The Politics interview: Douglas Alexander

“There was clearly briefing against me but the task in those circumstances is not to exacerbate thos

Douglas Alexander has perhaps the noblest job in politics – and the most unenviable. As Secretary of State for International Development, he heads the British government’s charge against global poverty and takes justified pride in leading the country towards meeting the United Nations target for international aid from donors. But in his other role as Labour’s election co-ordinator, he is responsible for masterminding the party’s general election campaign. With Labour so far behind in the polls, it’s not an easy job.

As if that wasn’t enough, he must do all this despite apparently being ruthlessly sidelined by Gordon Brown (whom he loyally served for two decades) in the wake of the “election that never was” in autumn 2007. Brown has never recovered from the debacle of the non-election, and shadowy sources pointed the finger at Alexander as the Brown ally who pushed for a snap poll. This is unfair: others, including the Schools Secretary, Ed Balls, were equally keen on an election but have mysteriously escaped blame.

On a warm evening recently, on the House of Commons terrace, Douglas Alexander, sitting in shirtsleeves, is in a sombre and reflective mood. “There was clearly briefing against me,” he says. “But the task in those circumstances is not to exacerbate those briefings but to get on with the job . . . If you look back at the cuttings you won’t find lengthy descriptions of the position I took out of my own mouth because my task was a straightforward one: to prepare the party [for an election] . . . Now that work is often unglamorous and far away from the headlines, but it’s vital if we’re serious about winning a fourth term.”

Throughout our interview, it is striking that Alexander repeatedly refers to Brown rather formally as “the Prime Minister”. His first job in politics, in 1990, was as Brown’s researcher. A fellow son of the manse, from Glasgow, he served as minister for the Cabinet Office, transport secretary and Scottish secretary before being given his present job under Brown in 2007. It is a testament to his devotion to the party he joined in 1982 that, despite his apparent detachment from Brown’s inner circle in recent times, he remains passionate about his brief and his own role in helping Labour win re-election. “I’ve never been interested in self-promotion and that side of politics; and if that means people judge that you’re less prominent than others, that’s a choice I’ve been willing to make.”

We meet Alexander in a week in which Afghanistan has dominated the headlines. With the killing of eight soldiers in 24 hours, the British death toll in that country overtook the total for the Iraq conflict. In his role as the minister responsible for funding Britain’s postwar reconstruction efforts in Iraq, Alexander is preparing for an imminent trip to the United States for high-level discussions with Richard Holbrooke, President Obama’s special envoy to the region.

Asked bluntly if the British are winning the fight against the Taliban, he twice ducks the question. “I think we’re making progress, but it’s a challenge not just for the United Kingdom, but for all the coalition members, to support the Afghan government.” What about the polls that suggest a small majority of the British public wants the troops out of Afghanistan? “I’m not com­placent,” he says. “I think we have a job of work to do to continue to explain both the rationale for the mission, why it is in Britain’s national interest that we are part of that 42-country coalition, and why a part of that comprehensive approach, as well as the service and the sacrifice of our troops, is the development effort with which I am charged with responsibility.”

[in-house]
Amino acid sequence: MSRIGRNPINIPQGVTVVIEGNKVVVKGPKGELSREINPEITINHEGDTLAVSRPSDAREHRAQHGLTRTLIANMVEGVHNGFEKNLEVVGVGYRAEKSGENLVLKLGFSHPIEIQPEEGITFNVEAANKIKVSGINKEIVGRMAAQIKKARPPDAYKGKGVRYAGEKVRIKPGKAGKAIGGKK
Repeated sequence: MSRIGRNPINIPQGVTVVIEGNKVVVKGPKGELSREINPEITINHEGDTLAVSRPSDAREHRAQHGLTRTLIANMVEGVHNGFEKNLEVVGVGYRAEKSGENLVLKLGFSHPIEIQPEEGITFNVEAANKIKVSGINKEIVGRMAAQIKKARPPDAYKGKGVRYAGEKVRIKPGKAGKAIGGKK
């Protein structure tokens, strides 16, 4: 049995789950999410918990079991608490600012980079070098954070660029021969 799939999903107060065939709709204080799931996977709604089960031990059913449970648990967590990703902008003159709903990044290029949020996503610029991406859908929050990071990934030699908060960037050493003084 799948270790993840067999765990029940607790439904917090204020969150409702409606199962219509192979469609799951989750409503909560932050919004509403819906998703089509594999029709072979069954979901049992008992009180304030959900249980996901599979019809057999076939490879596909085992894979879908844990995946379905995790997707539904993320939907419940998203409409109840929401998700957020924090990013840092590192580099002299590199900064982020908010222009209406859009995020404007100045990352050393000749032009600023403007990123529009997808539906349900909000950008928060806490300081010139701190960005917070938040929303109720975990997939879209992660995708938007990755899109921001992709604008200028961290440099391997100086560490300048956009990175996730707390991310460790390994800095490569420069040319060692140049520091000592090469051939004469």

Referring to anger at home over the death toll of UK troops, he ­acknowledges: “Any politician in a democracy has to be mindful of public opinion.” He says that a ­balance must be struck between public opinion and practicality. Asked to define exactly what the mission is, he pauses, not for the first time.

Alexander is enthusiastic about the aid work his department is doing in Afghanistan. “From a development perspective, we’re making very real progress. Afghanistan is one of the five poorest countries on earth, yet we’ve seen five million refugees return to the country in recent years. We’ve seen the numbers of children in school increase from 900,000 boys in 2001 to 6.2 million children today – more than two million of them girls.” He becomes more animated. “We’re put­ting the infrastructure into Helmand. I’ve sat and discussed with the governor his agenda for training midwives, as well as with the local shura. I’ve met midwives who are training as birth assistants in a country which has been without that basic service for many decades.

“So, real progress is being made, but it is a very long-term challenge. In any country that has been mired in conflict and corruption and poverty for that long the task is great; but so, too, has been the progress that has been made in a few short years.”

There have, however, been setbacks along the way. A recent outside audit of Department for International Development aid programmes between 2006 and 2007 in Afghanistan found that more than half of its large projects were doomed to failure, with fewer than one in five considered value for money. Showing that he is one of the realists in the cabinet, Alexander acknowledges that “it is a tougher challenge to work in conflict-affected states such as Afghanistan than it is to deliver aid in more benign environments where there aren’t security challenges . . . it’s a tough and challenging undertaking. I wouldn’t pretend otherwise.”